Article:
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AU Says UN Must Boost Resources for Hybrid Darfur Peace Force


The African Union is urging the United Nations to do more to provide the resources needed to ensure the establishment of a hybrid peacekeeping force in Darfur. VOA's Peter Heinlein at AU headquarters in Addis Ababa reports the planned 26,000 - strong force is short of manpower and equipment.

A statement issued Tuesday by the African Union Peace and Security Council welcomes progress made in putting together the AU/U.N. peacekeeping mission in Darfur that will be known as UNAMID. But the statement read to reporters by the Council chairman, Angola's AU ambassador Manuel Augusto, says the United Nations must take the lead in gathering the resources needed to have a strong force in place by the end of the year.

"The United Nations Security Council has the primary responsibility for the maintenance of international peace and security," said Manuel Augusto. "The United nations, therefore, is expected to provide continued and increased support to enhance the capacity of UNAMID and to take the necessary steps to significantly and rapidly improve the resources needed for the smooth transition from AMIS to UNAMID."

African Union officials say governments, most of them African, have pledged 90 percent of the 26,000 military and police personnel needed for the hybrid Darfur mission. But African Union military planner, General Henry Anyidoho told reporters that, despite heavy pressure, no country has offered to provide the air power necessary to make the force credible.

"The most critical area where we have not got any pledges is aviation assets," said General Anyidoho. "We are talking about attack helicopters, utility helicopters. heavy lift transport units. These are still outstanding. We haven't received any pledges."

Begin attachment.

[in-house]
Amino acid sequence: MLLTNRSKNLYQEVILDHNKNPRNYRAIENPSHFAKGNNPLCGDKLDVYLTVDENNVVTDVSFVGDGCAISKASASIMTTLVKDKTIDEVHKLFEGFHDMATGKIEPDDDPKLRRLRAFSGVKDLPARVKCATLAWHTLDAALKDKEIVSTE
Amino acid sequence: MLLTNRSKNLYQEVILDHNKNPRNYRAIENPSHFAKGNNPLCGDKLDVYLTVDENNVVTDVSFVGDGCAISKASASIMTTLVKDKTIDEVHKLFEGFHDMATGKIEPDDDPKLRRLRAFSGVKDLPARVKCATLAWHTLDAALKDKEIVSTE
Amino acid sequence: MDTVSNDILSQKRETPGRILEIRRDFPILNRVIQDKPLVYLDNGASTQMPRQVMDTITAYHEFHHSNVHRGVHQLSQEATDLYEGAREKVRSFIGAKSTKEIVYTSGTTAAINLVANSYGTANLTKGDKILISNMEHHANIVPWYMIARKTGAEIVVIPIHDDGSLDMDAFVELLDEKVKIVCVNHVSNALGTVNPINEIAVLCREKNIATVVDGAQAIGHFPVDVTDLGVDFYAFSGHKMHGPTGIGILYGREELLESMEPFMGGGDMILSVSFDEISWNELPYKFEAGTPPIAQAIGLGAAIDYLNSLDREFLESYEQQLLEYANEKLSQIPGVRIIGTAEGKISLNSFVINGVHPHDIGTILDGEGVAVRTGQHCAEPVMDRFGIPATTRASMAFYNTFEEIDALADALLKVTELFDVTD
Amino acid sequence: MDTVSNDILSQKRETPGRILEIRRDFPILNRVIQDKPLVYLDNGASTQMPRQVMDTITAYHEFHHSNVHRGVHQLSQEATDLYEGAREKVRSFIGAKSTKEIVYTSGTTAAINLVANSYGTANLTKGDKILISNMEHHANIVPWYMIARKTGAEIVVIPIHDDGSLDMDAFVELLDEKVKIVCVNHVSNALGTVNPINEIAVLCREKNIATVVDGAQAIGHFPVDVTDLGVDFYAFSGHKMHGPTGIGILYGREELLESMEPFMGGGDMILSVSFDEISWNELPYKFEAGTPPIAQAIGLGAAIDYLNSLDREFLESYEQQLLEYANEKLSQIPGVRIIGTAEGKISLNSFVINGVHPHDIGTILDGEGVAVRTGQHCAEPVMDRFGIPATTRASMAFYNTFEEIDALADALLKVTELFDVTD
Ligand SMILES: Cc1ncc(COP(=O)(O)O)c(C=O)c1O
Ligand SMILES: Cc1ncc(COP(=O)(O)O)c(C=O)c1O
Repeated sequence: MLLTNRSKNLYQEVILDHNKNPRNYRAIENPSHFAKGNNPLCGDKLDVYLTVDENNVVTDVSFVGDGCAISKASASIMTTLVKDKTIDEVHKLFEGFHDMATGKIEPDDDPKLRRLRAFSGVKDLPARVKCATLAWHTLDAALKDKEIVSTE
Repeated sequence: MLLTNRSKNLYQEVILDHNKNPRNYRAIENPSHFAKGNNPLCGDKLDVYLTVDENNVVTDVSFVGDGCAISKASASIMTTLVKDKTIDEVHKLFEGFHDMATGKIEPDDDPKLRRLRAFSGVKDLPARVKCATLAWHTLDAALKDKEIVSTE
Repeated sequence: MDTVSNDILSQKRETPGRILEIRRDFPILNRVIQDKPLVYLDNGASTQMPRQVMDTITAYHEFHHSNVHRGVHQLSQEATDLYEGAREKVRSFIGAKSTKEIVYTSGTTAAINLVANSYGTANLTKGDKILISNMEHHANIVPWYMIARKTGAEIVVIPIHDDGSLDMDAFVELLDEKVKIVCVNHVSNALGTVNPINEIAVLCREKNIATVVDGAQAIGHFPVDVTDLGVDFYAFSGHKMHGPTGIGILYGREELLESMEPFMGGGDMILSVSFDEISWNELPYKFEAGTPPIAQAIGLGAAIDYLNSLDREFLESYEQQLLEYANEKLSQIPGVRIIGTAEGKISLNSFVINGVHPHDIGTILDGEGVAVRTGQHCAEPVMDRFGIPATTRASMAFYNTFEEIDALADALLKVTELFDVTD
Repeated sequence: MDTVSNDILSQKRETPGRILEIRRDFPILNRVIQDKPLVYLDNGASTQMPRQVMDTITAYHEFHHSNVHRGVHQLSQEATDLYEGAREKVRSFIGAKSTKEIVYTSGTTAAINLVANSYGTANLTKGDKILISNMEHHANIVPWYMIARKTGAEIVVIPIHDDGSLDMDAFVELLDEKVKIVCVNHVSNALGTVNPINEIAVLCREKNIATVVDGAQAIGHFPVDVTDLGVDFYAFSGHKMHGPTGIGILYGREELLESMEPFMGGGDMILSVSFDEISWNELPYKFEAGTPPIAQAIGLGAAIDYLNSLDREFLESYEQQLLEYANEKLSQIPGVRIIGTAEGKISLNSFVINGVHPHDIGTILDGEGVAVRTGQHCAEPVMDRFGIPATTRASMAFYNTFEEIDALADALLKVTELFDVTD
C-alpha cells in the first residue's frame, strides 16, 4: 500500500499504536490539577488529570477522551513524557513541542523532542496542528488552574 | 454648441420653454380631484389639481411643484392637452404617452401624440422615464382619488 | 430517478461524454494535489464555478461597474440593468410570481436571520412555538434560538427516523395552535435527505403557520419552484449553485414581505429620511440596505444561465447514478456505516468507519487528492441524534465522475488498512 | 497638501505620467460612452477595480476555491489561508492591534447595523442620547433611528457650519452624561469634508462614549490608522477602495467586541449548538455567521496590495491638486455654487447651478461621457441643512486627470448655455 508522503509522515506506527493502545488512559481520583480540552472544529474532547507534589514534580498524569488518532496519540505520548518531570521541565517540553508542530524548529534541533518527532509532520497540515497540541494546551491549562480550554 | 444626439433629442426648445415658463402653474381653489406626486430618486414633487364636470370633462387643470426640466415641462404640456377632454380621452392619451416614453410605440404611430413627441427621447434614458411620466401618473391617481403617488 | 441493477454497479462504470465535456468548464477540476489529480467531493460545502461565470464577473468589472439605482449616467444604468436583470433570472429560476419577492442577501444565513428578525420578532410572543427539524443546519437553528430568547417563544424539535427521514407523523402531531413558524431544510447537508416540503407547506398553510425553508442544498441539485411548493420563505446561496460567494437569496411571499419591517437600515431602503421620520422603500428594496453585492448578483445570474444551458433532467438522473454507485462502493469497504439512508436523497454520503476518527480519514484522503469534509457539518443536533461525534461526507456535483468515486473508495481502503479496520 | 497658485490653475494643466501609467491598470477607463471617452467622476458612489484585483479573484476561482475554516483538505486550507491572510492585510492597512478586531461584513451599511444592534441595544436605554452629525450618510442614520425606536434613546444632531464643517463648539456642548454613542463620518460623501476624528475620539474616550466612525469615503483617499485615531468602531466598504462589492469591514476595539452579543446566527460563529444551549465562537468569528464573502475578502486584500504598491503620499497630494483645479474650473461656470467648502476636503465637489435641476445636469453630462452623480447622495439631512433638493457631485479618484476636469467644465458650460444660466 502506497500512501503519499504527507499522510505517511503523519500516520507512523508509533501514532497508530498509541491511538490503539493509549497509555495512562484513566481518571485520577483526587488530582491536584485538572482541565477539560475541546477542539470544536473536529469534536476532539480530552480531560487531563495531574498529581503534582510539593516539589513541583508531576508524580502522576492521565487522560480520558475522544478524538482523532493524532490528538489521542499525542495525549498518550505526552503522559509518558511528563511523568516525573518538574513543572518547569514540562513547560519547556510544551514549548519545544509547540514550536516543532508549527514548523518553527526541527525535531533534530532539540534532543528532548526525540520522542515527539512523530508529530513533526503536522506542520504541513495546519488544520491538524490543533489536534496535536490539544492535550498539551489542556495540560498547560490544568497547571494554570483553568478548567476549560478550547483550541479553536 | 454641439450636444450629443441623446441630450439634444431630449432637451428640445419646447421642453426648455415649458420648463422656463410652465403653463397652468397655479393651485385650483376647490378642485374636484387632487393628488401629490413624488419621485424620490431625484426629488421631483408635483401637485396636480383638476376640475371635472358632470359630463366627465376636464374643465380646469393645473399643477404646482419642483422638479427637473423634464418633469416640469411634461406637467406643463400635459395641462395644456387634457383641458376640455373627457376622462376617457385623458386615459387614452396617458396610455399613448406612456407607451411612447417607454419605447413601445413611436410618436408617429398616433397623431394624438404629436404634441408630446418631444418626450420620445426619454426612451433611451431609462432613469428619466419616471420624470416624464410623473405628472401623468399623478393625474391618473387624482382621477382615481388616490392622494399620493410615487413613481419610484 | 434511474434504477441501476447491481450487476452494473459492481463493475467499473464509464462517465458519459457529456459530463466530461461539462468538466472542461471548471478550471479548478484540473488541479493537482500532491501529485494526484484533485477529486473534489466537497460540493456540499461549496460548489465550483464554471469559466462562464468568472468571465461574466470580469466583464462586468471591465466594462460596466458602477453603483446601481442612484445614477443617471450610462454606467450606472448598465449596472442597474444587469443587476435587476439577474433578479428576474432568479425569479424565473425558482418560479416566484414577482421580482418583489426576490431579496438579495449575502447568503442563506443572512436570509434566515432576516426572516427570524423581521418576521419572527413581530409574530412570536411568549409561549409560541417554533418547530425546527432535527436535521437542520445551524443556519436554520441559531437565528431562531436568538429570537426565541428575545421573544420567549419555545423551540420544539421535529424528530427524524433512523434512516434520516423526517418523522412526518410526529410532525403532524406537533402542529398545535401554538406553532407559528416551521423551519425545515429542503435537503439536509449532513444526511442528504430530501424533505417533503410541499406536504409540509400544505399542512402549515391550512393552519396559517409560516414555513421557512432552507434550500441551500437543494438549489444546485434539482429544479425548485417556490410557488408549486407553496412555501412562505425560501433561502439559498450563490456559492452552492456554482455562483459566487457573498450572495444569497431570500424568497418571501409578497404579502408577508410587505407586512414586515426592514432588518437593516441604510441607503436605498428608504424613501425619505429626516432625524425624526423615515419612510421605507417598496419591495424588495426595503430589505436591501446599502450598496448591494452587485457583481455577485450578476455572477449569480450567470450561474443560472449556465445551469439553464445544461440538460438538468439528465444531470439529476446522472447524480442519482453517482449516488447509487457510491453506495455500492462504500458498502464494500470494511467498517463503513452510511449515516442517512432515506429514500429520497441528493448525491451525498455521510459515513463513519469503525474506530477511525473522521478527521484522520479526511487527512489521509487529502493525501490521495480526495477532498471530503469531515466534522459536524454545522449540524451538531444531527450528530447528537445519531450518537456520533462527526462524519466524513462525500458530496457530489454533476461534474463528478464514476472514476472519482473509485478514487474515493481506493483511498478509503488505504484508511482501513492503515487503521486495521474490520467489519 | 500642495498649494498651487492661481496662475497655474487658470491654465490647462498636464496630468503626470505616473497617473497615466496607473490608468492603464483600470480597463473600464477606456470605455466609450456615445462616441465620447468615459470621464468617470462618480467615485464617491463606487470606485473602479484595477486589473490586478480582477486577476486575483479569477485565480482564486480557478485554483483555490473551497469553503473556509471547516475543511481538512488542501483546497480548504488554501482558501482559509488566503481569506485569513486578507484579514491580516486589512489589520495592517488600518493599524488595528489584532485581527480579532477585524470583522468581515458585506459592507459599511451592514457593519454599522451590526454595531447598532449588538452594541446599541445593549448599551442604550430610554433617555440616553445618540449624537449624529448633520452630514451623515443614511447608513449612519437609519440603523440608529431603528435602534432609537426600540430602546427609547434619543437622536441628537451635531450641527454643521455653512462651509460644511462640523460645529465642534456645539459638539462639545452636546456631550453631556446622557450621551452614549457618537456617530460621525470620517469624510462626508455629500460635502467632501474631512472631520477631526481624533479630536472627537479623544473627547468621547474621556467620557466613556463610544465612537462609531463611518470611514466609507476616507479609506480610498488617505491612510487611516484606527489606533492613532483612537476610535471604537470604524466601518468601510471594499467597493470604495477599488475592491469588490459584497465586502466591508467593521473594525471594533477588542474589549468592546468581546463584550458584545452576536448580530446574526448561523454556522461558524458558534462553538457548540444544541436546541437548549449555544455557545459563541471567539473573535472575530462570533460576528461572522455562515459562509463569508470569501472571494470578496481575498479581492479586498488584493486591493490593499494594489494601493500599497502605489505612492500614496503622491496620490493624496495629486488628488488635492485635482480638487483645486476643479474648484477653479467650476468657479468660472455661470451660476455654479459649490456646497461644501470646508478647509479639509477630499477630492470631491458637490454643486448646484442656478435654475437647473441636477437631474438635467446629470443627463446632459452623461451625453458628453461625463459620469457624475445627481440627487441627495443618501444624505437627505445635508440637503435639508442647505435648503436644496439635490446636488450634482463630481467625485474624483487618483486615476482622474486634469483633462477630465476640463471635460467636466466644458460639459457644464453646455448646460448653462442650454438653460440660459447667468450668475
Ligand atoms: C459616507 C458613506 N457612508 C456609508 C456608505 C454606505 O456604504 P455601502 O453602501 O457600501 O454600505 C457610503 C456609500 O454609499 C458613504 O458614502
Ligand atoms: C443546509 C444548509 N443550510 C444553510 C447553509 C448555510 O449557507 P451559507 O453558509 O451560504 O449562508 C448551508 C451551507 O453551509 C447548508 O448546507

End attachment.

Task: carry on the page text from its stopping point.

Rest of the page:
General Anyidoho also cautioned that finding qualified troops might also pose a problem. He says a team of U.N. and AU experts will be visiting potential contributing countries in the next few weeks to ensure that the troops being offered are capable of operating in the harsh and hostile environment of Darfur.

"For infantry units, at least about 90 percent of them have been pledged," he said. "It doesn't mean those pledged are available. Because the process is still going on. We have to assess what they are capable of doing."

Sudan must also approve the composition of the force. Sudanese officials are demanding that the peacekeepers be overwhelmingly African. Plans are for 95 percent of the infantry units to be made up of African soldiers, while the overall composition would be about 80 percent African.

The conflict in Darfur has killed an estimated 200,000 people and displaced 2.5 million more over the past 4.5 years.

Sudan's ambassador at the United Nations was quoted this week as saying his government would announce a cease-fire October 27 aimed at ending the conflict. The truce would be timed to coincide with the opening of talks between the government and Darfur's rebels on the same day in Libya.

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